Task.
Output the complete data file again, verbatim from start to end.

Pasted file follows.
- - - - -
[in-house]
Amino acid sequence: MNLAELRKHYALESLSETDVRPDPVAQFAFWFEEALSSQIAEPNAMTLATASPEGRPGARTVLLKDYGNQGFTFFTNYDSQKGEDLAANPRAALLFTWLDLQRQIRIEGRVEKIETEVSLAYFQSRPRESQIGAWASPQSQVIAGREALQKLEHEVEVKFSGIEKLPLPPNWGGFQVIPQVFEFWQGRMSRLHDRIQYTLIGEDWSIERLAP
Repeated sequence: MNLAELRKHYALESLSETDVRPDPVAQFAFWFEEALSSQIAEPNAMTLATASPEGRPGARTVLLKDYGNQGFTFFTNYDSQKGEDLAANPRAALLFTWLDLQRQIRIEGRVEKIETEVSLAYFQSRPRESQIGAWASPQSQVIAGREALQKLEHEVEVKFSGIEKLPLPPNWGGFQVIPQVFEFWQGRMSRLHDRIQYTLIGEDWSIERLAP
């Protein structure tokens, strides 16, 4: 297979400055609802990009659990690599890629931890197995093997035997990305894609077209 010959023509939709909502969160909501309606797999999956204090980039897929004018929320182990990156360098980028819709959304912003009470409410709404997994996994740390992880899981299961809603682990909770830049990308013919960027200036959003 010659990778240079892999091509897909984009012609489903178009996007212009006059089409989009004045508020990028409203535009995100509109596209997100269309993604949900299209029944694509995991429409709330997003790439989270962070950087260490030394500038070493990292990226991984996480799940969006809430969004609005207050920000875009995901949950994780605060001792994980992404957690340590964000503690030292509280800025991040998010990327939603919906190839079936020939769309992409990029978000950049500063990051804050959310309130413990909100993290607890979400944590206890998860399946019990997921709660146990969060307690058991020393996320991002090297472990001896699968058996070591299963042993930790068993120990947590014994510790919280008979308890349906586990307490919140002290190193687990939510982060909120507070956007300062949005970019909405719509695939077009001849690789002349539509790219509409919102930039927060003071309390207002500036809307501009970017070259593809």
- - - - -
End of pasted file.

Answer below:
[in-house]
Amino acid sequence: MNLAELRKHYALESLSETDVRPDPVAQFAFWFEEALSSQIAEPNAMTLATASPEGRPGARTVLLKDYGNQGFTFFTNYDSQKGEDLAANPRAALLFTWLDLQRQIRIEGRVEKIETEVSLAYFQSRPRESQIGAWASPQSQVIAGREALQKLEHEVEVKFSGIEKLPLPPNWGGFQVIPQVFEFWQGRMSRLHDRIQYTLIGEDWSIERLAP
Repeated sequence: MNLAELRKHYALESLSETDVRPDPVAQFAFWFEEALSSQIAEPNAMTLATASPEGRPGARTVLLKDYGNQGFTFFTNYDSQKGEDLAANPRAALLFTWLDLQRQIRIEGRVEKIETEVSLAYFQSRPRESQIGAWASPQSQVIAGREALQKLEHEVEVKFSGIEKLPLPPNWGGFQVIPQVFEFWQGRMSRLHDRIQYTLIGEDWSIERLAP
């Protein structure tokens, strides 16, 4: 297979400055609802990009659990690599890629931890197995093997035997990305894609077209 010959023509939709909502969160909501309606797999999956204090980039897929004018929320182990990156360098980028819709959304912003009470409410709404997994996994740390992880899981299961809603682990909770830049990308013919960027200036959003 010659990778240079892999091509897909984009012609489903178009996007212009006059089409989009004045508020990028409203535009995100509109596209997100269309993604949900299209029944694509995991429409709330997003790439989270962070950087260490030394500038070493990292990226991984996480799940969006809430969004609005207050920000875009995901949950994780605060001792994980992404957690340590964000503690030292509280800025991040998010990327939603919906190839079936020939769309992409990029978000950049500063990051804050959310309130413990909100993290607890979400944590206890998860399946019990997921709660146990969060307690058991020393996320991002090297472990001896699968058996070591299963042993930790068993120990947590014994510790919280008979308890349906586990307490919140002290190193687990939510982060909120507070956007300062949005970019909405719509695939077009001849690789002349539509790219509409919102930039927060003071309390207002500036809307501009970017070259593809």